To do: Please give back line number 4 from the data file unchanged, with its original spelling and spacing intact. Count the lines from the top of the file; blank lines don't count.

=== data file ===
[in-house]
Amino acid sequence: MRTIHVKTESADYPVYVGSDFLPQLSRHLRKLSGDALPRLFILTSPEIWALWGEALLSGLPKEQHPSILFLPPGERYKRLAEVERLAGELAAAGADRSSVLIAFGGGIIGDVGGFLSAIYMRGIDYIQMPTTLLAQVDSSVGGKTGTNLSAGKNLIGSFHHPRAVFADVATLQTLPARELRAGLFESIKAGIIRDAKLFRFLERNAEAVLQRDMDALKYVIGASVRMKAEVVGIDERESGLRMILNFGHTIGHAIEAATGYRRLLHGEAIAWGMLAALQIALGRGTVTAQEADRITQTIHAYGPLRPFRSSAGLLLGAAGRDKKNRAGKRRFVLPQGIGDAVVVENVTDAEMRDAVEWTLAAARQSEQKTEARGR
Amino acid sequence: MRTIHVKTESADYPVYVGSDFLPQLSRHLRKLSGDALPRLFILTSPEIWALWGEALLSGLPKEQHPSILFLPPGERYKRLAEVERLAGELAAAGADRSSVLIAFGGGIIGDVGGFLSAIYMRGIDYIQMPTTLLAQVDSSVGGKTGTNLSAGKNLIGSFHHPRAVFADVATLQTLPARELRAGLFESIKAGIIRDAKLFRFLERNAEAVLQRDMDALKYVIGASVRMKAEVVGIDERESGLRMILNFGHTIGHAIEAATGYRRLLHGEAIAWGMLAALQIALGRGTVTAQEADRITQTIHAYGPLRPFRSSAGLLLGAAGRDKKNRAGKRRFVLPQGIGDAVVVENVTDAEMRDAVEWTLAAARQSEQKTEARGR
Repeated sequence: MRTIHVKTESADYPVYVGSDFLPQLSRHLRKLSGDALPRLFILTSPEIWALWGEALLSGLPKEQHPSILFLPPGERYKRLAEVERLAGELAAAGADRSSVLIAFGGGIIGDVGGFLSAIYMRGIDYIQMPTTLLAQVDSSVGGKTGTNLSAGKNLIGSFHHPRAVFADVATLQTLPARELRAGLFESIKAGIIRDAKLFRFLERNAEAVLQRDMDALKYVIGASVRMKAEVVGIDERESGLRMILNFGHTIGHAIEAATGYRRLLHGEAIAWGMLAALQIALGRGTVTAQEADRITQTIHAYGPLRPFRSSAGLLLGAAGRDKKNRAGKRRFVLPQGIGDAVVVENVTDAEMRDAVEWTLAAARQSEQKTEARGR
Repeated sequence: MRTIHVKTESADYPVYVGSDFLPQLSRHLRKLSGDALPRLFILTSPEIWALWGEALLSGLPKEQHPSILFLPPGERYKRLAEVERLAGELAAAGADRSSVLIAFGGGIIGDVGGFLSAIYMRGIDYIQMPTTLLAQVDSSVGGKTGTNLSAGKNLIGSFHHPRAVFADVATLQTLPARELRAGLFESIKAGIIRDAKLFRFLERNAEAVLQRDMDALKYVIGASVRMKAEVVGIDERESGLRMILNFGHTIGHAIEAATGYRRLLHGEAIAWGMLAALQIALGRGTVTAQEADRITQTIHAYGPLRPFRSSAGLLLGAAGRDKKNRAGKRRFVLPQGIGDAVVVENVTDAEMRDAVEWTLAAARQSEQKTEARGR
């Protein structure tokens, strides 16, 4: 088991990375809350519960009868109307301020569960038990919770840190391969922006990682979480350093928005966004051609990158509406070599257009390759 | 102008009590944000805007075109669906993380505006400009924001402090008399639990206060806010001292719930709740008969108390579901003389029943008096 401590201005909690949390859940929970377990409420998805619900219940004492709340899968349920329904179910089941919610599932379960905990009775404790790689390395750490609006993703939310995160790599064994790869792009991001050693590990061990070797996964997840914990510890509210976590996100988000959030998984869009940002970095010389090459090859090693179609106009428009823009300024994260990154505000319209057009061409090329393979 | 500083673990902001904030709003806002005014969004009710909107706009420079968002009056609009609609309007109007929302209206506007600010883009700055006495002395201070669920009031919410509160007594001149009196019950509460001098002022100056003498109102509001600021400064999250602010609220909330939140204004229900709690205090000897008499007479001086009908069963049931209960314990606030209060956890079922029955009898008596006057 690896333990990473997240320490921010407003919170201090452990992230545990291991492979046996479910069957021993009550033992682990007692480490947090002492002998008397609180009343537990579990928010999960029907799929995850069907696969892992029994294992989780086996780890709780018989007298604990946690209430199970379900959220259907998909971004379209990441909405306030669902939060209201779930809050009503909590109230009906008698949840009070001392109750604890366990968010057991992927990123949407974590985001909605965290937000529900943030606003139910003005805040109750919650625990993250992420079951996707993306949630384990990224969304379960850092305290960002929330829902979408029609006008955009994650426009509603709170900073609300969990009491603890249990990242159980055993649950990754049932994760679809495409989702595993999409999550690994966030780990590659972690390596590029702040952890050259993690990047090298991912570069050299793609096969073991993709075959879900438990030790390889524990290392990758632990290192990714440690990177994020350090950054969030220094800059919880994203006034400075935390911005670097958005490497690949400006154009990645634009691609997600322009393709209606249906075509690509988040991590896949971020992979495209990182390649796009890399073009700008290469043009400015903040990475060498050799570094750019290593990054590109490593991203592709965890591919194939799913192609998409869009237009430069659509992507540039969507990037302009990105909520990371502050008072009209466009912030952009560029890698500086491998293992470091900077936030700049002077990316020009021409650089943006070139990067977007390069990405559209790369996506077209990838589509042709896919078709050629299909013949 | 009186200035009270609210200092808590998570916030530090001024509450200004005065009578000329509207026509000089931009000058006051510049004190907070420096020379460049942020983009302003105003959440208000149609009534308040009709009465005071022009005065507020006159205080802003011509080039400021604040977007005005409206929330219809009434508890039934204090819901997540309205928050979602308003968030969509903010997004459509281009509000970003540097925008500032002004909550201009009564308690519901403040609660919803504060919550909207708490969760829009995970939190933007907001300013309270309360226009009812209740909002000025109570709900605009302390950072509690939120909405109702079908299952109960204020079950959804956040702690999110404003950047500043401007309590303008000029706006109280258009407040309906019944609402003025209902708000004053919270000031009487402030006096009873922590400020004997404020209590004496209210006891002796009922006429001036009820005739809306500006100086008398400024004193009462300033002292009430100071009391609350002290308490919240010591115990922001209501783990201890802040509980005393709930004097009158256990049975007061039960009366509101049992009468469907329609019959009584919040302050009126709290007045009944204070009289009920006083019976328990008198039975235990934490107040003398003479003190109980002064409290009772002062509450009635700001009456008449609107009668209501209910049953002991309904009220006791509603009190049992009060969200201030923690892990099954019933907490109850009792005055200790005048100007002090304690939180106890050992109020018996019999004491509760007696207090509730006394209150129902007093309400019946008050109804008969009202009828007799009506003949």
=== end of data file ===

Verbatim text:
Repeated sequence: MRTIHVKTESADYPVYVGSDFLPQLSRHLRKLSGDALPRLFILTSPEIWALWGEALLSGLPKEQHPSILFLPPGERYKRLAEVERLAGELAAAGADRSSVLIAFGGGIIGDVGGFLSAIYMRGIDYIQMPTTLLAQVDSSVGGKTGTNLSAGKNLIGSFHHPRAVFADVATLQTLPARELRAGLFESIKAGIIRDAKLFRFLERNAEAVLQRDMDALKYVIGASVRMKAEVVGIDERESGLRMILNFGHTIGHAIEAATGYRRLLHGEAIAWGMLAALQIALGRGTVTAQEADRITQTIHAYGPLRPFRSSAGLLLGAAGRDKKNRAGKRRFVLPQGIGDAVVVENVTDAEMRDAVEWTLAAARQSEQKTEARGR